↓ Skip to main content

Medical education departments: a study of four medical schools in Sub-Saharan Africa

Overview of attention for article published in BMC Medical Education, July 2015
Altmetric Badge

About this Attention Score

  • In the top 25% of all research outputs scored by Altmetric
  • Good Attention Score compared to outputs of the same age (78th percentile)
  • Good Attention Score compared to outputs of the same age and source (72nd percentile)

Mentioned by

twitter
8 tweeters
facebook
2 Facebook pages

Citations

dimensions_citation
15 Dimensions

Readers on

mendeley
134 Mendeley
You are seeing a free-to-access but limited selection of the activity Altmetric has collected about this research output. Click here to find out more.
Title
Medical education departments: a study of four medical schools in Sub-Saharan Africa
Published in
BMC Medical Education, July 2015
DOI 10.1186/s12909-015-0398-y
Pubmed ID
Authors

Elsie Kiguli-Malwadde, Zohray M. Talib, Hannah Wohltjen, Susan C. Connors, Jonathan Gandari, Sekelani S. Banda, Lauren A. Maggio, Susan C. van Schalkwyk

Abstract

Many African countries are investing in medical education to address significant health care workforce shortages and ultimately improve health care. Increasingly, training institutions are establishing medical education departments as part of this investment. This article describes the status of four such departments at sub-Saharan African medical schools supported by the Medical Education Partnership Initiative (MEPI). This article will provide information about the role of these institutional structures in fostering the development of medical education within the African context and highlight factors that enable or constrain their establishment and sustainability. In-depth interviews were conducted with the heads or directors of the four medical education departments using a structured interview protocol developed by the study group. An inductive approach to analysis of the interview transcripts was adopted as the texts were subjected to thematic content analysis. Medical education departments, also known as units or centers, were established for a range of reasons including: to support curriculum review, to provide faculty development in Health Professions Education, and to improve scholarship in learning and teaching. The reporting structures of these departments differ in terms of composition and staff numbers. Though the functions of departments do vary, all focus on improving the quality of health professions education. External and internal funding, where available, as well as educational innovations were key enablers for these departments. Challenges included establishing and maintaining the legitimacy of the department, staffing the departments with qualified individuals, and navigating dependence on external funding. All departments seek to expand the scope of their services by offering higher degrees in HPE, providing assistance to other universities in this domain, and developing and maintaining a medical education research agenda. The establishment of medical education departments in Sub-Saharan Africa is a strategy medical schools can employ to improve the quality of health professions education. The creation of communities of practice such as has been done by the MEPI project is a good way to expand the network of medical education departments in the region enabling the sharing of lessons learned across the continent.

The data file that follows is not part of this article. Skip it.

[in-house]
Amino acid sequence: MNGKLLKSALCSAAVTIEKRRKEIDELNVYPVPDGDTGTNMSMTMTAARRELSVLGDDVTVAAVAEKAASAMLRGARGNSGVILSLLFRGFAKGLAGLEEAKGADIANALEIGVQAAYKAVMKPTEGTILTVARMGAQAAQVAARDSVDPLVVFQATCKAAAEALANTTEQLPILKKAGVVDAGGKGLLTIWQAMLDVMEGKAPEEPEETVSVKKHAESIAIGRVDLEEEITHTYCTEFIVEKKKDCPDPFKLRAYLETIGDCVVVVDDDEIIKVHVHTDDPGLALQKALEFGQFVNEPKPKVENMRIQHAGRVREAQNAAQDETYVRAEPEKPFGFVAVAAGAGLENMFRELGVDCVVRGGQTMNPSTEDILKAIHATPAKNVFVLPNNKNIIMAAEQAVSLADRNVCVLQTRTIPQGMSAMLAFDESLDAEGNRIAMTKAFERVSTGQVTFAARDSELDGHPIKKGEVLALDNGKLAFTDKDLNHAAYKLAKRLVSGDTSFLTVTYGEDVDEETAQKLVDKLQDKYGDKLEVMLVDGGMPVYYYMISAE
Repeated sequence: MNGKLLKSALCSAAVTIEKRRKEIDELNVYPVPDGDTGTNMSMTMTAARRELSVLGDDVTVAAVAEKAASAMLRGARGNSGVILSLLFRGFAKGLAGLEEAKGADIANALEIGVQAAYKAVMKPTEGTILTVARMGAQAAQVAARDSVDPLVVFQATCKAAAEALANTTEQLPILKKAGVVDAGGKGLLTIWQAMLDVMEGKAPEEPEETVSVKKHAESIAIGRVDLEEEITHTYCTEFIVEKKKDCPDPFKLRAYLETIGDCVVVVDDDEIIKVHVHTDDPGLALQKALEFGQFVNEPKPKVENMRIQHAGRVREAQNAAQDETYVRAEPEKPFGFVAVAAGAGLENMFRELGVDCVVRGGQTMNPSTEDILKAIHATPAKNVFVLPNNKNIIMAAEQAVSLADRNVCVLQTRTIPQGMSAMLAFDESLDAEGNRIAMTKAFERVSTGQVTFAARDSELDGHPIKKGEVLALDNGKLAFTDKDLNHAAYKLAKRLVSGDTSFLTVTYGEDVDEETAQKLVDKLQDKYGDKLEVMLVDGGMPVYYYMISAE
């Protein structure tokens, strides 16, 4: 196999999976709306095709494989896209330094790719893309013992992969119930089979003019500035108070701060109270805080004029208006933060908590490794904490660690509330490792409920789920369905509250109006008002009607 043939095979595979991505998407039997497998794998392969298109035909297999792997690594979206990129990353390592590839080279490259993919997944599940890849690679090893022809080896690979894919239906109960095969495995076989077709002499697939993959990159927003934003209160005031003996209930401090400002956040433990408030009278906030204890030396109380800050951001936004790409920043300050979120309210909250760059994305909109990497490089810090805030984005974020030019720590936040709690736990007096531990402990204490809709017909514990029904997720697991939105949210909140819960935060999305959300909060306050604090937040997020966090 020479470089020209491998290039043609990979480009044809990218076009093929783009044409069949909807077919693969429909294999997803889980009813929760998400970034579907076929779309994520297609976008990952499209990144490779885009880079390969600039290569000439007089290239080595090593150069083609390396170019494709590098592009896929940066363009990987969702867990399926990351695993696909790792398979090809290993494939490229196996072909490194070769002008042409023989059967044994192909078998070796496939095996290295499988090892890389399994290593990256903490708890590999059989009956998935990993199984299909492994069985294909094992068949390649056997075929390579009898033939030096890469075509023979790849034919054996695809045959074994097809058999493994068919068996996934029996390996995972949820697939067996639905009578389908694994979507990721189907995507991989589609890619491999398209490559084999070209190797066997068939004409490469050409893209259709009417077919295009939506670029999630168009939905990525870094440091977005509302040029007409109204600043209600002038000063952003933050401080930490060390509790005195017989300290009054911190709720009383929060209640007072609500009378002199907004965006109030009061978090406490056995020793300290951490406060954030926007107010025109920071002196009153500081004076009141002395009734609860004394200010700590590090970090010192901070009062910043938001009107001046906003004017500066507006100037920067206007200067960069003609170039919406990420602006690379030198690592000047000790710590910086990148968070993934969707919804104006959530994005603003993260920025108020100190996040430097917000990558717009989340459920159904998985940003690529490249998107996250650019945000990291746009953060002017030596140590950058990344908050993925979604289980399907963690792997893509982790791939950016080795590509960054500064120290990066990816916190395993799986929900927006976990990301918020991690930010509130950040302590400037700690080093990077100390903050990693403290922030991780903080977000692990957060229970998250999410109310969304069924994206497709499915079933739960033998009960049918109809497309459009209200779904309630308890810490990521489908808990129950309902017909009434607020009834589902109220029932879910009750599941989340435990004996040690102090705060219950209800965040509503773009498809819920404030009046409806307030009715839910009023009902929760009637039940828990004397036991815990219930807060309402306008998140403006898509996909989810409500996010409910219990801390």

Twitter Demographics

The data shown below were collected from the profiles of 8 tweeters who shared this research output. Click here to find out more about how the information was compiled.

Mendeley readers

The data shown below were compiled from readership statistics for 134 Mendeley readers of this research output. Click here to see the associated Mendeley record.

Geographical breakdown

Country Count As %
Ethiopia 1 <1%
Pakistan 1 <1%
South Africa 1 <1%
Unknown 131 98%

Demographic breakdown

Readers by professional status Count As %
Student > Master 21 16%
Researcher 12 9%
Student > Ph. D. Student 12 9%
Professor > Associate Professor 11 8%
Professor 9 7%
Other 39 29%
Unknown 30 22%
Readers by discipline Count As %
Medicine and Dentistry 46 34%
Nursing and Health Professions 12 9%
Social Sciences 10 7%
Psychology 7 5%
Business, Management and Accounting 4 3%
Other 17 13%
Unknown 38 28%

Attention Score in Context

This research output has an Altmetric Attention Score of 6. This is our high-level measure of the quality and quantity of online attention that it has received. This Attention Score, as well as the ranking and number of research outputs shown below, was calculated when the research output was last mentioned on 16 July 2015.
All research outputs
#891,342
of 5,361,806 outputs
Outputs from BMC Medical Education
#199
of 977 outputs
Outputs of similar age
#40,220
of 188,360 outputs
Outputs of similar age from BMC Medical Education
#10
of 37 outputs
Altmetric has tracked 5,361,806 research outputs across all sources so far. Compared to these this one has done well and is in the 83rd percentile: it's in the top 25% of all research outputs ever tracked by Altmetric.
So far Altmetric has tracked 977 research outputs from this source. They receive a mean Attention Score of 4.6. This one has done well, scoring higher than 79% of its peers.
Older research outputs will score higher simply because they've had more time to accumulate mentions. To account for age we can compare this Altmetric Attention Score to the 188,360 tracked outputs that were published within six weeks on either side of this one in any source. This one has done well, scoring higher than 78% of its contemporaries.
We're also able to compare this research output to 37 others from the same source and published within six weeks on either side of this one. This one has gotten more attention than average, scoring higher than 72% of its contemporaries.